South Africa luxury fashion houses will next year open shop in Kenya, offering consumers more choices and raising competition in the segment now dominated by Deacons.
Actis, a private equity fund, has said that Edgars and Foschini are some of the retailers that have booked space in its Sh12.6 billion real estate development on the Nairobi’s Thika Superhighway that is billed as Kenya’s biggest mall at 50,000 square metres.
“The continued growth of the middle class provides opportunities for consumer goods and services providers and fashion giants like Edgars and Foschini have booked space with others,” said Michael Turner, regional managing director of Actis.
“This makes East Africa one of the most attractive destinations for investors in real estate and consumer goods to build retail space and establish their presence,” Mr Turner said in an interview with the Business Daily.
South Africa retail giant Massmart has also confirmed booking at Garden City in what intensifies competition in a market dominated by locals Tuskys, Nakumatt, Uchumi and Naivas.
Foschini has 200 stores spread across Southern Africa dealing in jewellery, footware, handbags and clothing. Its revenues in 2011 stood at Sh145 billion.
Edgars has more than 100 outlets across South Africa, Botswana, Namibia, Swaziland, Lesotho and Namibia. It offers luxury clothing, footwear, textiles and accessories. Its sales hit about Sh110 billion in 2011.
Both firms are looking to spread reach outside Southern Africa with Kenya acting as their launch pad for eastern Africa.
Kenya has witnessed multi-billion shilling shopping malls spring up as real estate investors and retailers seek to tap into a growing middle class with growing disposable incomes and a limited choice of leisure activities.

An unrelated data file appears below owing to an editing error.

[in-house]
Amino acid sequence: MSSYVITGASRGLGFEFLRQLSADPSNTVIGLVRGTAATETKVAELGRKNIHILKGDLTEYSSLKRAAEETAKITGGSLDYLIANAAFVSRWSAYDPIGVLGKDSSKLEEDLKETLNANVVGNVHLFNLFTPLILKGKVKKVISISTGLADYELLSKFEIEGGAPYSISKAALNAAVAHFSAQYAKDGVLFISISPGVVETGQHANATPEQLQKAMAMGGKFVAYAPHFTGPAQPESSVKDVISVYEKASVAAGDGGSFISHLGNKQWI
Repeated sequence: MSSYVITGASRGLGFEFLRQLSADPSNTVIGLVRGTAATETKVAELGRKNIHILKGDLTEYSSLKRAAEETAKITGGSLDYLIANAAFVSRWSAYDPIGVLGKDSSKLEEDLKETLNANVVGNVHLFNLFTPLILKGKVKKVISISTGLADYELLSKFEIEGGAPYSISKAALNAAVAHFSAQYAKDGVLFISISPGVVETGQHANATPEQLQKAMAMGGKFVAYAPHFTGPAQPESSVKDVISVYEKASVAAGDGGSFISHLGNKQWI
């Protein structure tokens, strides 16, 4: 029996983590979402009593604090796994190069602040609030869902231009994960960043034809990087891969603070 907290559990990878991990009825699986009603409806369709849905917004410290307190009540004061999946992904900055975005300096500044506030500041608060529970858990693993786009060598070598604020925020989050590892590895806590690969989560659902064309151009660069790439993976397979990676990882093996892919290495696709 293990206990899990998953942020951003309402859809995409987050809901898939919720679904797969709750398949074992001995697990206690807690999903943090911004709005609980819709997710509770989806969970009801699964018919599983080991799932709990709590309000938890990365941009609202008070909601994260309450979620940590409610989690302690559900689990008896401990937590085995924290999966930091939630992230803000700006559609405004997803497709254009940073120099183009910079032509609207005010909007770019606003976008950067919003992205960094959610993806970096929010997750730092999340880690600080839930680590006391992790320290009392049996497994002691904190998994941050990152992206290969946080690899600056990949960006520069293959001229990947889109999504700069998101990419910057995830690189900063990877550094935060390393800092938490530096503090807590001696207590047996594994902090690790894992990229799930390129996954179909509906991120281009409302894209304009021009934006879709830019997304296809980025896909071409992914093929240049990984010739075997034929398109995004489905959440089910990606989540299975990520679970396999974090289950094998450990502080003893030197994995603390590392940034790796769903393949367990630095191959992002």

The malls have food courts, cinemas and luxury clothing.
The new entrants will offer South Africa a piece of Kenya’s retail market, a presence that diminished after the exit of retail chain Metro Cash and Carry in 2005.
Companies from South Africa have found it difficult to crack the Kenyan market, prompting the exit of big brands like cinema company Nu Metro, fast foods giant Nandos, household goods outlet Supreme Furnitures and magazines publisher Media24, a subsidiary of the Johannesburg Stock Exchange (JSE)-listed Naspers.
However, South Africa’s Truworths, Woolworths and Mr Price have been successful, thanks to a franchise agreement with local retailer Deacons, which will now face new competition for control of Kenya’s market.
But Woolworths has spanned off from Deacons to form a joint venture dubbed Woolworth’s Kenya Proprietary Limited, which will be owned 51 per cent by the South Africans and 49 per cent by Deacons Kenya.
Woolworths is dropping joint ventures to launch direct operations outside South Africa.